“As long as we can find an explanation for these cases — which is why it’s so important for the public to collaborate with us as we do our contact tracing — if we’re not able to find the source, then I will start raising the flag and wonder why we have more widespread transmission,” Dr. Mendoza said. “Just seeing numbers go up, although concerning, if we have a story for why those numbers are increasing it’s more reassuring. Right now we have to realize that a lot of these end-of-summer events is what leads to the numbers of today.”
According to the New York State Department of Health, 179 people in the Finger Lakes region were hospitalized with the virus, and 48 are in the ICU. The county executive said the vast majority of people in an ICU throughout the region are unvaccinated.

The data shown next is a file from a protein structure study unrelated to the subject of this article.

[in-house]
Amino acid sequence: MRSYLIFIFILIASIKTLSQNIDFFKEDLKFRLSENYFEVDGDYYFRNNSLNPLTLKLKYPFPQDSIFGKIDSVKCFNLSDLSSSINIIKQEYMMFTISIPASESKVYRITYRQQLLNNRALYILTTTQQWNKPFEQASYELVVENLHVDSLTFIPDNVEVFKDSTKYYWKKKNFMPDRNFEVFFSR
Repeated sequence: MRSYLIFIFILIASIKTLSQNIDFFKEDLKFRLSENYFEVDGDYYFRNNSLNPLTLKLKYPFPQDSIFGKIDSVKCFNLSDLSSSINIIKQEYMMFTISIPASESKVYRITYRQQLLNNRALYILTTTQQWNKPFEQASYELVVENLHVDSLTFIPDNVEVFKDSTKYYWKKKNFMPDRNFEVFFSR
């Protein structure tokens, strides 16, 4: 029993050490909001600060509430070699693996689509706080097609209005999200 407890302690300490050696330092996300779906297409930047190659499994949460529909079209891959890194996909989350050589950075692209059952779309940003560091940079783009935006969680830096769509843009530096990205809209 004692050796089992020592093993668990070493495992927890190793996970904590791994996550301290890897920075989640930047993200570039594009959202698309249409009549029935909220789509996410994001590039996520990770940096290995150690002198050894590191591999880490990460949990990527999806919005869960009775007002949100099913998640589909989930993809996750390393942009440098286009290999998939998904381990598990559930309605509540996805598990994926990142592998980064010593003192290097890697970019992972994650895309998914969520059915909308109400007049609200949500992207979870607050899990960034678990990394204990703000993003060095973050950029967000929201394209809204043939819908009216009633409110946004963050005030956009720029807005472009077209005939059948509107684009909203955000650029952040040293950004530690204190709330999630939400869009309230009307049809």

County officials report COVID-19 deaths weekly on Mondays, but this week’s report was delayed by a day due to the Labor Day holiday. To date, 1,379 Monroe County residents have died from COVID-19.
As of the Monroe County COVID-19 dashboard’s last local vaccination update on Tuesday, 453,073 county residents are fully vaccinated and 484,419 have received at least one dose of the vaccine — 65.2% of the county population.
The county executive said more than 453,000 Monroe County residents had completed their vaccination series, including more than 485,000 who received at least one dose — accounting for over 75% of the county population.
“As we’ve said all along, vaccination is the best and most effective tool our community has to combat COVID-19,” Bello said. “It’s free, it’s safe, and it works. If you’re eligible and you haven’t been vaccinated yet, today is a great day to do so.”